Originally created 02/28/05

iPods: Dress it up, trick it out



SAN FRANCISCO - The world's favorite digital hip-hugger, though prized by the music-porting crowd, often feels incomplete. That's why there are add-ons. Lots of them.

Some iPod accessories are about converting the shiny little brick from a personal space-filler to a party animal. Others are simply about style.

Among the most useful is the Bose SoundDock ($300). It cuddles your iPod (full and mini) on the desktop so you can synchronize it with your Mac or PC, charge the player and enjoy the music through its own speakers, which can fill a room with stellar sound.

There's a small remote control as well.

For owners of the special black and red U2 edition iPod, Altec Lansing sells the InMotion audio system ($180) in the same color scheme. It also synchronizes, charges and plays music through built-in speakers and is powered by four AA batteries. You can find it only in Apple Computer stores.

If you want to take your iPod to a picnic and share the tunes with everyone, the iBoom ($150) will do the trick. Slip your iPod (full and mini) into this portable device from Netalog and it becomes a 20-watts-per-channel stereo boombox. The iBoom includes an FM radio with presets.

For the car, there are several FM transmitters that allow the music playing on the iPod to be heard through the car radio. Griffin Technology makes one of the more popular models, the iTrip ($30) and iTrip mini ($40). Simply plug an iTrip into the iPod's earphone jack, select an FM frequency to transmit to, and voila, your music is playing through the clearest station you can tune in.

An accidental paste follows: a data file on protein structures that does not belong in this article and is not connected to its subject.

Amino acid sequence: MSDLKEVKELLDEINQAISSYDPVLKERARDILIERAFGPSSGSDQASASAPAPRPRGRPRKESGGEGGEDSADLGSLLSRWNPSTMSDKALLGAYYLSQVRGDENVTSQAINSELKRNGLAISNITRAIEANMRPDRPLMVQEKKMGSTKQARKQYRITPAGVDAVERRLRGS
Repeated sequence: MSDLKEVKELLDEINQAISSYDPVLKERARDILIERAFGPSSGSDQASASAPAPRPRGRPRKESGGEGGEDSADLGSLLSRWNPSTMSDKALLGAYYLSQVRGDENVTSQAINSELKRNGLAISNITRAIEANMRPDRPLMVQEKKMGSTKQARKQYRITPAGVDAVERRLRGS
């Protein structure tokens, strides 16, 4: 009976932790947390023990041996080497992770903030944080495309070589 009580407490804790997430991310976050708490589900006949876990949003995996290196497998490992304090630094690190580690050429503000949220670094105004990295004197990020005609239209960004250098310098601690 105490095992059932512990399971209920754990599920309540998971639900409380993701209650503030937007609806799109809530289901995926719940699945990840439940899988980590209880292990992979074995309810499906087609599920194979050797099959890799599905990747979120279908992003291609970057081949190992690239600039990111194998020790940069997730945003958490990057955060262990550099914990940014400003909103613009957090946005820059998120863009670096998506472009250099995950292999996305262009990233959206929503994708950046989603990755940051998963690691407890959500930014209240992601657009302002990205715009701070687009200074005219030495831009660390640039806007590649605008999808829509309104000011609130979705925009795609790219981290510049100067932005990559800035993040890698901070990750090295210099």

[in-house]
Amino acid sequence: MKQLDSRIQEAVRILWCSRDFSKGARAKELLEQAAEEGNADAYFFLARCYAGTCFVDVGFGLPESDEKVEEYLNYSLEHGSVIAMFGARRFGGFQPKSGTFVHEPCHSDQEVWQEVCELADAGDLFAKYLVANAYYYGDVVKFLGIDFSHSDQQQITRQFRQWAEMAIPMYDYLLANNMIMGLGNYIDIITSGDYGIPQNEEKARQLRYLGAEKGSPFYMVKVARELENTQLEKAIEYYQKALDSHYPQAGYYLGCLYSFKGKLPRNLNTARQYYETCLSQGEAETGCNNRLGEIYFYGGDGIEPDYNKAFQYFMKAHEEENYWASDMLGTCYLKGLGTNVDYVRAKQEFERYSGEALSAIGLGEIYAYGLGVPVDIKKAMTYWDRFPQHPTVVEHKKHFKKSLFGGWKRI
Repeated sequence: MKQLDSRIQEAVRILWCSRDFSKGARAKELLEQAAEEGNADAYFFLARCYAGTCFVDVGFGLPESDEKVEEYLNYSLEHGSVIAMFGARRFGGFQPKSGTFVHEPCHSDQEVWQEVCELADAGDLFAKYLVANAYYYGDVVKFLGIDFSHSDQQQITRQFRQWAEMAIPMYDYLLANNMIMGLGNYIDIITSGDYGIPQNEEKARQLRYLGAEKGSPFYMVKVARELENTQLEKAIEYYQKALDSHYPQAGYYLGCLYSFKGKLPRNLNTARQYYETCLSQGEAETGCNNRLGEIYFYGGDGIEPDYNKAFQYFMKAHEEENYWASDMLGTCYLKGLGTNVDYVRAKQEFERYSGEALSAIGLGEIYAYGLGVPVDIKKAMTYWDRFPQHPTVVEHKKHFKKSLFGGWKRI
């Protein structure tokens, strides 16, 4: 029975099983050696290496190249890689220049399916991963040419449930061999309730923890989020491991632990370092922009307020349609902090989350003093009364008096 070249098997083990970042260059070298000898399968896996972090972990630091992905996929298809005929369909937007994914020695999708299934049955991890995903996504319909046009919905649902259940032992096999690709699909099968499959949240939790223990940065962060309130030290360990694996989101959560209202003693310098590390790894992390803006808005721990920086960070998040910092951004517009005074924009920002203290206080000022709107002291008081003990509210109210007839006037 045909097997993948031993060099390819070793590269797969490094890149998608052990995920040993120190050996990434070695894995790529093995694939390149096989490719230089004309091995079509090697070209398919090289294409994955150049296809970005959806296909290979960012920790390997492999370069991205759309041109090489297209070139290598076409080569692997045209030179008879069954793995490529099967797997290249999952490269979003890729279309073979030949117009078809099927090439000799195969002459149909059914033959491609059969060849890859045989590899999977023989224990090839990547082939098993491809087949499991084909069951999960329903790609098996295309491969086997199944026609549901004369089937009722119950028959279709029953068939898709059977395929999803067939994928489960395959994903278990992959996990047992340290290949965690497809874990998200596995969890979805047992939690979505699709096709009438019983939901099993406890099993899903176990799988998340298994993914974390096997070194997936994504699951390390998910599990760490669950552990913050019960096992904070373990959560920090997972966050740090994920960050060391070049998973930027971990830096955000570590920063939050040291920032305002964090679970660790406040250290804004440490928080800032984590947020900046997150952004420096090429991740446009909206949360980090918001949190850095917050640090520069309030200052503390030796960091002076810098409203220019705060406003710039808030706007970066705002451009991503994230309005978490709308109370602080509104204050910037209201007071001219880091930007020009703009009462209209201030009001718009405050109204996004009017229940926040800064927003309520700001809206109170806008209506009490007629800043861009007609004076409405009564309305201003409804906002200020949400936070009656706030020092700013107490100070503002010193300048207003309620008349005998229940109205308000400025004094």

If you want improved sound for your ears only, Simpl Acoustics makes a stellar amplifier called the A1 ($150) that boosts the sound level coming out of the iPod and into your earphones, or high-end headphones.

The iPod phenomena has since its inception been as much about style as substance. It's been prized for the hearty storage space and easy interaction with the iTunes software.

But the design also matters, and so it was a no brainer that fashionistas would start dressing up their iPods.

You can cloak yours in a rugged rubber "iSport" case from Monster for $20, or wrap it in a 3-pack variety of colored protective cases ($30) from Speck Products. Incase makes a nice line of leather folios for iPods, $30 for pink and $35 for black.

Even the new diminutive iPod Shuffle can be gussied up, thanks to New Hampshire designer and Mac fanatic Liz Hitchcock. She has lent the small flash memory player a few bangles and baubles to make it a wearable-about-the-neck fashion accessory.

Hitchcock's iPod Shuffle couture include little sheaths of purple beads, gray pearls, hematite and pink coral, priced from $35 to $75.

The stylish covers slide out of the way to allow access to the unit's click wheel controls, then revert back into a high-tech necklace.

"It lends itself so well to being worn. It's not big, it's not heavy," Hitchcock said of the.78-ounce Shuffle. She's opened up shop online at www.ipodjewelry.com.

Even videogame accessory maker Nyko Technologies is getting into the iPod act. The Los Angeles-based maker of air-conditioned wireless Xbox game controllers now makes a few novel devices for the iPod - the iTop and MoviePlayer.

Nyko's MoviePlayer plays video files stored on an iPod, which you slide into it, and shows them on a backlit 3.5-inch screen. It has built-in stereo speakers and converts video files into a proprietary format for use on the MoviePlayer.

The Nyko iTop could make life easier for joggers and those who use iPod. It's a small add-on that attaches to the top of the iPod. It has buttons that mimic the controls of the scroll and click wheel on the face of the iPod, making it easier to toggle through tracks while bouncing along a jogging trail or walking with a dog leash in one hand.

Both Nyko products are set to hit store shelves this year.